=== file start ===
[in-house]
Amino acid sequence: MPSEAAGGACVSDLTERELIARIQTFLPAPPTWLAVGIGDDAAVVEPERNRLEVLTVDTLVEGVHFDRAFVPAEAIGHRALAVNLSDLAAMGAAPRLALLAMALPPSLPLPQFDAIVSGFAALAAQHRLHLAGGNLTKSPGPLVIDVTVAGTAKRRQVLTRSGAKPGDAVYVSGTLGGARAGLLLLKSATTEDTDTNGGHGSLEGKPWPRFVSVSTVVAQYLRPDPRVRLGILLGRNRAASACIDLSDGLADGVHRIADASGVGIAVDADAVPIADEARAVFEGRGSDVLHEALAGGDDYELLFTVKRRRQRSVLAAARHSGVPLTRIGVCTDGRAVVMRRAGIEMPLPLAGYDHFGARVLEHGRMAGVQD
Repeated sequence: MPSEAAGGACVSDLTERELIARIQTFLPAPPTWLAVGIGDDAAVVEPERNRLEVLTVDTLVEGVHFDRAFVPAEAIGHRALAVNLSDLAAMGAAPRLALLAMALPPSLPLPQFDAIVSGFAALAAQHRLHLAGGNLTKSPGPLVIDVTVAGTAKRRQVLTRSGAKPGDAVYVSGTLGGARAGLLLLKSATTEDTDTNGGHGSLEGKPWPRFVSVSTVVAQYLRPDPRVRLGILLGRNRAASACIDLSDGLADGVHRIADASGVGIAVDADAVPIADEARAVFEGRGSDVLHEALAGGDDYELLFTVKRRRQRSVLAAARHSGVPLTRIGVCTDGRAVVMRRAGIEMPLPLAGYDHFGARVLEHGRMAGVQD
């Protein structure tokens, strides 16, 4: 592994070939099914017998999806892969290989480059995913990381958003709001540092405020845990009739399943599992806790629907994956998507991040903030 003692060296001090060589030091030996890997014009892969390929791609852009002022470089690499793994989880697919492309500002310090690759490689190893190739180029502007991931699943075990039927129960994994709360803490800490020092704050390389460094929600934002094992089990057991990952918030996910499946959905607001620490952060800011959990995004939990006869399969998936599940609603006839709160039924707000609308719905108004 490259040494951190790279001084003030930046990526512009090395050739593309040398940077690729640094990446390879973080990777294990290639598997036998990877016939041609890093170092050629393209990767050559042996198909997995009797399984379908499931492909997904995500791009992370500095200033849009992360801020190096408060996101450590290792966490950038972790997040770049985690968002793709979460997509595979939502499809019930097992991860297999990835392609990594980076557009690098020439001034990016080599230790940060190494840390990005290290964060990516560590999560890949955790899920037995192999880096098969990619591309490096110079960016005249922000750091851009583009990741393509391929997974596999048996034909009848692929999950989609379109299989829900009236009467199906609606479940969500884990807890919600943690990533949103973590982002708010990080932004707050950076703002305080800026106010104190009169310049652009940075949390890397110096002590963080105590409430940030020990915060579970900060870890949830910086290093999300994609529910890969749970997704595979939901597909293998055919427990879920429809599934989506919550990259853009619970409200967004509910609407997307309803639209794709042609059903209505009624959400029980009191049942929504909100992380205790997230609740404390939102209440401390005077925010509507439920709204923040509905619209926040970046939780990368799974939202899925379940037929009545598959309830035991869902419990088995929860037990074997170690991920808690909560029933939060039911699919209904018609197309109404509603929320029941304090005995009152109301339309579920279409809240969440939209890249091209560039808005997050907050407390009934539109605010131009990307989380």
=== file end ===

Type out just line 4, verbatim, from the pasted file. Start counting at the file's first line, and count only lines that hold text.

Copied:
């Protein structure tokens, strides 16, 4: 592994070939099914017998999806892969290989480059995913990381958003709001540092405020845990009739399943599992806790629907994956998507991040903030 003692060296001090060589030091030996890997014009892969390929791609852009002022470089690499793994989880697919492309500002310090690759490689190893190739180029502007991931699943075990039927129960994994709360803490800490020092704050390389460094929600934002094992089990057991990952918030996910499946959905607001620490952060800011959990995004939990006869399969998936599940609603006839709160039924707000609308719905108004 490259040494951190790279001084003030930046990526512009090395050739593309040398940077690729640094990446390879973080990777294990290639598997036998990877016939041609890093170092050629393209990767050559042996198909997995009797399984379908499931492909997904995500791009992370500095200033849009992360801020190096408060996101450590290792966490950038972790997040770049985690968002793709979460997509595979939502499809019930097992991860297999990835392609990594980076557009690098020439001034990016080599230790940060190494840390990005290290964060990516560590999560890949955790899920037995192999880096098969990619591309490096110079960016005249922000750091851009583009990741393509391929997974596999048996034909009848692929999950989609379109299989829900009236009467199906609606479940969500884990807890919600943690990533949103973590982002708010990080932004707050950076703002305080800026106010104190009169310049652009940075949390890397110096002590963080105590409430940030020990915060579970900060870890949830910086290093999300994609529910890969749970997704595979939901597909293998055919427990879920429809599934989506919550990259853009619970409200967004509910609407997307309803639209794709042609059903209505009624959400029980009191049942929504909100992380205790997230609740404390939102209440401390005077925010509507439920709204923040509905619209926040970046939780990368799974939202899925379940037929009545598959309830035991869902419990088995929860037990074997170690991920808690909560029933939060039911699919209904018609197309109404509603929320029941304090005995009152109301339309579920279409809240969440939209890249091209560039808005997050907050407390009934539109605010131009990307989380």